• Our Journey From Tibet - Laurie Dolphin

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Our Journey From Tibet - Laurie Dolphin

  • Author: Laurie Dolphin
  • Paperback: 40 pages
  • Language: English
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Product Code:
NPR 480
  • Author: Laurie Dolphin
  • Paperback: 40 pages
  • Language: English
  • ISBN: 9780525455776
  • Size: 10.8 x 0.4 x 8.9 inches


From School Library Journal

Grade 3-5. Working from interviews with a nine-year-old Tibetan girl, the author has written a moving first-person account of Sonam's illegal escape from her homeland with her two older sisters and their Buddhist monk brother to pursue a traditional Tibetan education in Dharamsala, India. The girls' parents reach the decision to separate the family because education under the current Chinese occupation is very expensive and teaches little of Tibetan culture. The young people traveled by truck to the mountain passes of the Himalayas and from there joined up with other children to walk through the snow and down into Nepal. Buses took them to their final destination and a meeting with the Dalai Lama. Attractive, well-composed, full-color pictures accompany the readable, absorbing text that, in addition to detailing the journey, includes some basic information on current Tibetan history and life. There are no captions, however, and a few of the pictures beg for more description. The layouts are varied, one illustration sometimes covering an entire page. An intricate pale-peach, presumably Tibetan, design decorates the outside edges of the pages. A letter from the Dalai Lama in which he further describes the Tibetan school program and its goals rounds out the presentation.?Diane S. Marton, Arlington County Library, VA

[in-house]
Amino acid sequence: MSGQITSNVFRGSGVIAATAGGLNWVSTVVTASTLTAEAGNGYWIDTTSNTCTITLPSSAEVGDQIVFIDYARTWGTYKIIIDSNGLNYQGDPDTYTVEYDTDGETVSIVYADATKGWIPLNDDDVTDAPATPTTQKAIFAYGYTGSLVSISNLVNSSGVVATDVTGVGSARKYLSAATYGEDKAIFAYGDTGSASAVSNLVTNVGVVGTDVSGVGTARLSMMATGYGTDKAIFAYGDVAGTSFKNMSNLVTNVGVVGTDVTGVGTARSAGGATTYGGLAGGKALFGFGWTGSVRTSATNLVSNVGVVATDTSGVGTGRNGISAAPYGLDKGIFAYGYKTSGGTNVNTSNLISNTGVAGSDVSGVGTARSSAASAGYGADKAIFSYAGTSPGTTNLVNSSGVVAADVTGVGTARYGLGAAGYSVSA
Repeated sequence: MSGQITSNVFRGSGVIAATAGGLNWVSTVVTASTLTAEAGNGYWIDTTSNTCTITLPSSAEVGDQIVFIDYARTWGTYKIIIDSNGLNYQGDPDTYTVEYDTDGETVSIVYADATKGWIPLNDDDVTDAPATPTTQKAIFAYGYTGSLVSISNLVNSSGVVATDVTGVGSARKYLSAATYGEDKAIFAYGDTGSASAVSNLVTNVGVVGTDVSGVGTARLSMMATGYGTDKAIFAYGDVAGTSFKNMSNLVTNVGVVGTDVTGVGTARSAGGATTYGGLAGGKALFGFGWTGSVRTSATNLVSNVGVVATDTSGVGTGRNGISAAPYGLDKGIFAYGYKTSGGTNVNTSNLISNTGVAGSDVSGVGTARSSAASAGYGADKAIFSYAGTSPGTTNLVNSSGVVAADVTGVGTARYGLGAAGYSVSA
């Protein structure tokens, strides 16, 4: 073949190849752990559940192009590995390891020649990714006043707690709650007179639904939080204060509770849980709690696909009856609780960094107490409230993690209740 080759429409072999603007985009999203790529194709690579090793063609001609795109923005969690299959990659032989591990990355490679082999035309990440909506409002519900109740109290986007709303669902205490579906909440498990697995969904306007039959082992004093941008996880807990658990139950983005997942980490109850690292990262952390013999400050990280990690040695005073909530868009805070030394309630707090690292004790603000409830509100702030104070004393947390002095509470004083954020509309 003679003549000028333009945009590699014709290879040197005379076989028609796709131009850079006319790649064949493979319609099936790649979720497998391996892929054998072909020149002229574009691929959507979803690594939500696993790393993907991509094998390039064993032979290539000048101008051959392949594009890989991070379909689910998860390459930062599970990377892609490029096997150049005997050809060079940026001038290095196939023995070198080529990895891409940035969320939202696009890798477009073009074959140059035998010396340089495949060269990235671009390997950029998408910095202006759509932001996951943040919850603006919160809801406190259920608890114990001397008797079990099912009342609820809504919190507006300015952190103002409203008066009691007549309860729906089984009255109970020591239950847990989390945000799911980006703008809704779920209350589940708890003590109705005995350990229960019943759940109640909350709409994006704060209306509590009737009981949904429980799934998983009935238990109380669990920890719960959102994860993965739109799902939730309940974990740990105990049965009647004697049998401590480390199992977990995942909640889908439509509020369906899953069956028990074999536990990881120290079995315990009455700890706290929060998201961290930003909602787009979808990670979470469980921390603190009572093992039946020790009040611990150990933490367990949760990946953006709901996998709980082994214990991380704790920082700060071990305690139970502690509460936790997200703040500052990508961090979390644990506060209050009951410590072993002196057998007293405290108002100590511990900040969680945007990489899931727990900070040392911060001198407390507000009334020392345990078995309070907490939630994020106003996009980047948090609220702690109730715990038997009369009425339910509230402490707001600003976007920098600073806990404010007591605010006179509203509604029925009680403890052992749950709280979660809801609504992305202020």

Copyright 1997 Reed Business Information, Inc.

From Booklist

Gr. 3^-6. There have been several photo-essays recently about life in Tibet since the Chinese takeover. This one focuses on the life of nine-year-old Sonam, who escaped Tibet after a dangerous journey through the Himalayas. Her destination was the Tibetan Children's Village in India, where children are taught modern subjects as well as traditional Tibetan culture and beliefs. Sonam's story is related in the first person, and children will feel an identification with the girl's hopes and fears, though, despite the clearly written text, they may not fully understand the political situation in Tibet. Numerous color photographs capture the drama, in both the larger and more personal sense. At face value, this is a compelling story about escape from an oppressive government; but with a message from the Dali Lama and other elements of "making a case," there is no doubt this book was written to advance a cause. Ilene Cooper

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